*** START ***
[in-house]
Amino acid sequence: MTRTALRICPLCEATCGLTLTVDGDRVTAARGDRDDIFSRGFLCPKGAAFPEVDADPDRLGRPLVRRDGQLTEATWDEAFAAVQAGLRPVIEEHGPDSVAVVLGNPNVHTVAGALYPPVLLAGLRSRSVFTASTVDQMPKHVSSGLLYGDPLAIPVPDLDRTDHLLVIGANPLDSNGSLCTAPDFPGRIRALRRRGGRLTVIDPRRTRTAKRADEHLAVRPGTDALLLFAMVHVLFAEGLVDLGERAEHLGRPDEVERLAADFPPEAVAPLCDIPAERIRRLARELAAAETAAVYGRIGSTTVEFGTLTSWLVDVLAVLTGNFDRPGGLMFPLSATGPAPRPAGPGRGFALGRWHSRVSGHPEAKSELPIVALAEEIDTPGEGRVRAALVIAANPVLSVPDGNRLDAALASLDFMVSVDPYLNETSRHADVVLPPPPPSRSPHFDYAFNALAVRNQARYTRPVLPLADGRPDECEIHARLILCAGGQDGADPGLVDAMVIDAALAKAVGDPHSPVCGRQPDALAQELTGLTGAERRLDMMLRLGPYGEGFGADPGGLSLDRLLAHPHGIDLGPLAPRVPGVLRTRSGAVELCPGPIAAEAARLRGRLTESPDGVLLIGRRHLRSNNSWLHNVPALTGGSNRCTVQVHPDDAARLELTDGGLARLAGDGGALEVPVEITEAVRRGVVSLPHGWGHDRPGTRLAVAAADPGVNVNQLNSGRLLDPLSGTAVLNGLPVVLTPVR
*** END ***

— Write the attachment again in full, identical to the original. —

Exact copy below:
[in-house]
Amino acid sequence: MTRTALRICPLCEATCGLTLTVDGDRVTAARGDRDDIFSRGFLCPKGAAFPEVDADPDRLGRPLVRRDGQLTEATWDEAFAAVQAGLRPVIEEHGPDSVAVVLGNPNVHTVAGALYPPVLLAGLRSRSVFTASTVDQMPKHVSSGLLYGDPLAIPVPDLDRTDHLLVIGANPLDSNGSLCTAPDFPGRIRALRRRGGRLTVIDPRRTRTAKRADEHLAVRPGTDALLLFAMVHVLFAEGLVDLGERAEHLGRPDEVERLAADFPPEAVAPLCDIPAERIRRLARELAAAETAAVYGRIGSTTVEFGTLTSWLVDVLAVLTGNFDRPGGLMFPLSATGPAPRPAGPGRGFALGRWHSRVSGHPEAKSELPIVALAEEIDTPGEGRVRAALVIAANPVLSVPDGNRLDAALASLDFMVSVDPYLNETSRHADVVLPPPPPSRSPHFDYAFNALAVRNQARYTRPVLPLADGRPDECEIHARLILCAGGQDGADPGLVDAMVIDAALAKAVGDPHSPVCGRQPDALAQELTGLTGAERRLDMMLRLGPYGEGFGADPGGLSLDRLLAHPHGIDLGPLAPRVPGVLRTRSGAVELCPGPIAAEAARLRGRLTESPDGVLLIGRRHLRSNNSWLHNVPALTGGSNRCTVQVHPDDAARLELTDGGLARLAGDGGALEVPVEITEAVRRGVVSLPHGWGHDRPGTRLAVAAADPGVNVNQLNSGRLLDPLSGTAVLNGLPVVLTPVR